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Questions behind the Mumbai terror attack

The terror attacks in Mumbai have focused attention on some fundamental questions that neither the Indian state – the so-called world’s biggest democracy – nor the Pakistani regime are capable of resolving. They include the status of Kashmir and discrimination against Muslims in India amid vast inequalities of wealth within the country as a whole.

It is of course deeply symbolic that the terrorists chose Mumbai as their target. With its 13.9 million inhabitants it is a potent sign both of India’s dreams and its grim realities. It is the centre of the Bollywood film industry, the country’s financial centre and also has vast slums. Financial and property speculation in India has reached unheard of proportions (with modest houses in Delhi selling at £1m). Now the global economic crisis is beginning to take its toll.

The Deccan Mujahideen, the shadowy and previously unknown group, which has claimed responsibility for the carnage, seem to model themselves on those who carried out bombings in other Indian cities during 1993, 2006 and 2007. Speaking from the Oberoi hotel, they told Indian television: "Muslims in India should not be persecuted. We love this as our country but when our mothers and sisters were being killed, where was everybody? Release all the mujahideens, and Muslims living in India should not be troubled."

Sumit Ganguly, the director of research at the Centre on American and Global Security at Indiana University, writing in the wake of the attacks, noted:

New Delhi has long trumpeted the claim that the country's approximately 140 million Muslims are immune to the call of jihad … At one level, India's policymakers haven't wanted to accept that, despite plenty of evidence to the contrary, Indian Muslims face substantial discrimination in many facets of everyday life. To cite but one example, Muslims constitute about 13 percent of the population but only about 3 percent of the elite Indian administrative service. Unsurprisingly, their second-class treatment has led some Muslims to lose faith in India's democratic institutions and to violently turn against the state.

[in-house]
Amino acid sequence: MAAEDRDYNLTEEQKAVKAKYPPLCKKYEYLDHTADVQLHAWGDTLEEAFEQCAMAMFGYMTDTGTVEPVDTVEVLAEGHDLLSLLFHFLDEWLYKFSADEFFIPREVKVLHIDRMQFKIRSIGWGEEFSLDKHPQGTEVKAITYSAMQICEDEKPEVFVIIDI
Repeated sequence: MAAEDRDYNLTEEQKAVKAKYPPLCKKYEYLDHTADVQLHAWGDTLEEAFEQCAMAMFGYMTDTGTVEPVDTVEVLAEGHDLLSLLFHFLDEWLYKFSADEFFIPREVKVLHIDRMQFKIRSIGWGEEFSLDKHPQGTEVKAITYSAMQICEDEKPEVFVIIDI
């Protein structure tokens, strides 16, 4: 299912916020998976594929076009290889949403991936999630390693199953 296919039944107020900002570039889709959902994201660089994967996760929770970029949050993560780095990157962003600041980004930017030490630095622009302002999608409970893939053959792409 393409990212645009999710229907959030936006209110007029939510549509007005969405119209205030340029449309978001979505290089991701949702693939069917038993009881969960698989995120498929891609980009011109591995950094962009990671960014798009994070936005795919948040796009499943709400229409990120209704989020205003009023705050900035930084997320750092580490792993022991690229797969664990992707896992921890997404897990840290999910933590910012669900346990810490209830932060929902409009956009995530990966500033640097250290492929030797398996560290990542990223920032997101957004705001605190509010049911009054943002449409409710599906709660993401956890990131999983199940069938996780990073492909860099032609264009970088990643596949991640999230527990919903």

Kashmir, meanwhile, remains divided between India and Pakistan. Some 400,000 Indian troops are in the region and they have vast, dictatorial powers. Troops have wide powers of arrest, the right to shoot to kill and to occupy and destroy property and to hold people without trial. More than two-thirds of Indian-administered Kashmir are Muslims, rising to over 90% in some areas. Two wars between India and Pakistan over Kashmir testify to the fact that it suits both countries to keep the dispute alive and to demonise one another’s governments. The terror attack on Mumbai may well have been intended to provoke a third war between the countries.

What the attacks and the sluggish response by the security forces pose above all is a questioning of the nature of the Indian state itself. Because it is one of the few countries in the region to hold regular elections and boasts a multi-party system, it has been hailed as the world’s biggest democracy. Much of this is due to the legacy bequeathed by Gandhi’s fight against the British for independence. But the Congress Party he bequeathed has turned into a pro-big business, capitalist party, overseeing an economic transformation that has driven millions deeper into poverty.

Many of the institutions created by the leaders of the independence struggle have become deeply corrupt and are described by a leading historian as ”rotting away”. In its own way, India is affected by the malaise that has corroded and hollowed out the institutions and democratic processes set up half a century ago, as the world emerged from the second world war.

Will the Mumbai attacks now become an excuse, as 9/11 did in the US and 7/7 in Britain for India’s government to introduce anti-terror laws which take away the basic democratic rights of its citizens? In Britain and in India, democratic and state institutions are in crisis and are being unmasked as completely unable to protect citizens from economic disaster or terrorist attacks. Instead of helping people cope, the state is at best paralysed and at worst a creating the conditions for terror.

Corinna Lotz
AWTW secretary
1 December 2008

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